Review by MH FRYBURG

You cannot understand American history unless you understand the monumental influence that Abraham Lincoln exerted on American history.

You cannot understand the monumental influence that Abraham Lincoln exerted on American history until you read Lincoln and the Fight for Peace, by John Avlon.

I have long been a big fan of John Avlon’s commentary on CNN, but, until I read Lincoln and the Fight for Peace, I had no idea that Mr. Avlon was as good a writer – and historian – as he is a cable news pundit.

Avlon’s tome focuses on the last 6 weeks of Lincoln’s life, from his 2nd inauguration (on March 4, 1861) until his assassination (on April 14, 1965). Lincoln closed his 2nd inaugural address with a passionate plea for peace, “With malice toward none with charity for all… let us strive on to…do all which may achieve…a just and lasting peace….”

According to Avlon, “Lincoln developed his prescription for peacemaking: unconditional surrender followed by a magnanimous peace.”

On April 9, 1865, General Lee unconditionally surrendered to General Grant, who, applying Lincoln’s policy of a magnanimous peace, acceded to Lee’s request that the Rebel soldiers be allowed to keep their horses, and provided Lee’s troops with desperately needed rations.

Slavery was the central issue in the Civil War; although Abraham Lincoln fiercely opposed slavery, he was not an abolitionist; the Civil War was initially fought to preserve the Union, not to end slavery in the South.  The Civil War began with the attack on Fort Sumter on April 12, 1861, but President Lincoln didn’t issue the Emancipation Proclamation (which stated that “all persons held as slaves” in the areas controlled by the Confederacy “are, and henceforward, shall be free”) until January 1, 1863.  The Emancipation Proclamation didn’t actually free anyone when it was issued, but it established, beyond any doubt, that, if the Union won the Civil War, then slavery would be abolished.

One of the most fascinating, and little known facts about American slavery, according to Avlon, was that “Only a small percentage of Southerners actually owned slaves—some 316,000 slave owners out of 5.6 million Southern whites, according to the 1860 census.”

President Lincoln, who was subject to bouts of severe depression, managed to persevere due to the strength of his character. “Lincoln’s leadership style flowed from the essential qualities of his personality: empathy, honest, humor and humility,” Avlon wrote.

According to Avlon:

Lincoln embodied an interpersonal absence of malice.  He practiced the politics of the Golden Rule – treating others as he would like to be treated.  He did not demonize people he disagreed with….  He was uncommonly honest and tried to depolarize bitter debates by using humor, logic and scripture.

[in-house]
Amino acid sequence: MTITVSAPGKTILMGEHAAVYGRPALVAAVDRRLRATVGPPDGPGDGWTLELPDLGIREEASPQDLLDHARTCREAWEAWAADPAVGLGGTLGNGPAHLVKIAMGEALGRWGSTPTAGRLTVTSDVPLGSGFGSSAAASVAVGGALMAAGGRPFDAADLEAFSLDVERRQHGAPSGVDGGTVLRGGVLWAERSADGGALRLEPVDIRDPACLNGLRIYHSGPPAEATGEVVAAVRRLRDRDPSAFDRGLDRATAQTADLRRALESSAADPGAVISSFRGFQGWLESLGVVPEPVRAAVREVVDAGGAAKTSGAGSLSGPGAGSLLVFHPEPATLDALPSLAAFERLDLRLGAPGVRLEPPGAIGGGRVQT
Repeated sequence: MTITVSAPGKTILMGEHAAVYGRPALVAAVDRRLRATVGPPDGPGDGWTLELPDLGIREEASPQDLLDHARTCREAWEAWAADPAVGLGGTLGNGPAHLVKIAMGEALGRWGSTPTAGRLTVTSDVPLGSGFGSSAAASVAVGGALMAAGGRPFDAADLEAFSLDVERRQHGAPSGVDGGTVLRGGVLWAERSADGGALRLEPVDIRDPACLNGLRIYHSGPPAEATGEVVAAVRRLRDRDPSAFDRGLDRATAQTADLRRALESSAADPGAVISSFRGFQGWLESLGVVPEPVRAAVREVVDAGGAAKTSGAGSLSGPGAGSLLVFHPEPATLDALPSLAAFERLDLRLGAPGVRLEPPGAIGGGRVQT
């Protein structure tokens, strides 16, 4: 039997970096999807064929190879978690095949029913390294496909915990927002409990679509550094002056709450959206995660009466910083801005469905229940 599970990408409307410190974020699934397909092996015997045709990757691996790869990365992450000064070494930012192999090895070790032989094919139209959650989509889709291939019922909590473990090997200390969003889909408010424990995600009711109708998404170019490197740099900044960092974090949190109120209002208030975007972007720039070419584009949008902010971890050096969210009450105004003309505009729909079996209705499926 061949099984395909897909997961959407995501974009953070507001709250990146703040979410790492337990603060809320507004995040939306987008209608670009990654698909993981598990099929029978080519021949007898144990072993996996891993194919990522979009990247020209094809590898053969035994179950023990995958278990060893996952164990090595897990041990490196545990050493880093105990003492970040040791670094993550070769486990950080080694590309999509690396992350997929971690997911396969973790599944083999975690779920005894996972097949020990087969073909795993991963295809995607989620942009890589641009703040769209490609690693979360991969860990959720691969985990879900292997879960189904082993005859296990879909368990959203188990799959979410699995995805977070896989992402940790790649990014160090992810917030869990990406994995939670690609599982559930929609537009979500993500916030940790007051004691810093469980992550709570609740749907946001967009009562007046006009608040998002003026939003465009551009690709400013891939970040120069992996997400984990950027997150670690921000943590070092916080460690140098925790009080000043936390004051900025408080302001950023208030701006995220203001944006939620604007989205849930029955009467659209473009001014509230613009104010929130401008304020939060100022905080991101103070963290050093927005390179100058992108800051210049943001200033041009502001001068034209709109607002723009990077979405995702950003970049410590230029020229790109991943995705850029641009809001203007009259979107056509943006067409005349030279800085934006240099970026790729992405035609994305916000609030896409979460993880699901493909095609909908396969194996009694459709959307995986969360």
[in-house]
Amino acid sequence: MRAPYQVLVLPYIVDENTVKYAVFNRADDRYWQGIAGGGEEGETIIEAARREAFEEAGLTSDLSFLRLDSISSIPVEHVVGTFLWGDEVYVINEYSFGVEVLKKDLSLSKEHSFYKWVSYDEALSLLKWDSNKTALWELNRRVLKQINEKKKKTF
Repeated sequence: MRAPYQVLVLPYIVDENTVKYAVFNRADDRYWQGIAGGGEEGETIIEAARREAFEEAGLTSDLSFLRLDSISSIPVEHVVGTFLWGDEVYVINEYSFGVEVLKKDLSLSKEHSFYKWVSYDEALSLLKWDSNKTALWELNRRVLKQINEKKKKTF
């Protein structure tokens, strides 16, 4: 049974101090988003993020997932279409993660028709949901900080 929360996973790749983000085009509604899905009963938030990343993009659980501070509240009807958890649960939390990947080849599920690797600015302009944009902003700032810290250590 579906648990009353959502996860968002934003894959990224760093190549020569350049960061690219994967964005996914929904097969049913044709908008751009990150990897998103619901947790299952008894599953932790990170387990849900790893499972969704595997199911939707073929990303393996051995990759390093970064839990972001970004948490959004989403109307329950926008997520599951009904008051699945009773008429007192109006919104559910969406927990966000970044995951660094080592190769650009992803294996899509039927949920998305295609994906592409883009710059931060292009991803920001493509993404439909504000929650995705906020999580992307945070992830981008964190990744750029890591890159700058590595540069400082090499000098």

Lincoln’s vision for a magnanimous peace and a quick reintegration of the Confederate states back into the Union died when he did: the hard and bitter peace called “Reconstruction” was imposed by the U.S. Government on the South, causing many Southerners, like Harry Truman’s grandparents (who had been Confederates), to hate and resent the “Yankees.”  Lincoln’s plans for peace were dashed and the states of the former Confederacy became the most socially and economically backward part of the United States.

Lincoln’s memory was invoked in appeals to patriotism during WWI, and President Woodrow Wilson, guided by Lincoln’s conception of a magnanimous peace, tried, but failed, to persuade the British and French governments not to impose punitive reparations on Germany.  As Avlon explains, WWI ended with a ceasefire (Germany never surrendered unconditionally), which allowed to Hitler and the Nazis to persuade Germans that they didn’t really lose the war, but were betrayed by the Jews and their collaborators.

President Franklin D. Roosevelt was a huge Lincoln fan.  On July 3, 1938, speaking on the 75th anniversary of the Battle of Gettysburg, FDR said that Lincoln understood that the Civil War had to end with the unconditional surrender of the Confederacy so that it would be “accepted as being beyond recall” by the former Rebels.

In 1943, at the Casablanca Conference with British Prime Minister Winston Churchill, President Roosevelt announced that the Allies had agreed that Germany and Japan must surrender unconditionally; like Lincoln, FDR realized that unless the German and Japanese people accepted that they had lost the war, there could be no lasting peace.

Militarily, like Lincoln, FDR was a strategic genius; he knew that defeating Germany – rather than Japan — first was the only way to win the war and to create conditions conducive to a lasting peace. That’s why, as Avlon explains, in 1942 the U.S. Government began to plan for the post-war occupation of Germany and Japan.

While focused on winning the war, FDR was also focused on winning the peace; it was FDR who conceived of the United Nations organization, and persuaded Stalin and Churchill to agree that their countries would join the UN.

After WWII ended when Germany and Japan surrendered, unconditionally, President Truman, who was a huge Lincoln fan, applied the Lincoln-Roosevelt policy of a magnanimous peace to the occupation of Germany and Japan.  While some Germans and Japanese were tried for war crimes, the “soft” occupations, accompanied by American economic aid, changed Germany and Japan into thriving democracies, and strong American allies.

Avlon ends his book with this trenchant observation:

Lincoln’s example offers us a path away from polarization.  His commitment to reconciliation retains the force of revelation.  Even during the Civil War, he refused to back down from his belief that there is more that unites us than divides us.

As John Avlon demonstrates, in his must-read book, Lincoln is a paradigm of how leaders should act, and an exemplar of the fundamental American values: truth, freedom, fairness and gratitude.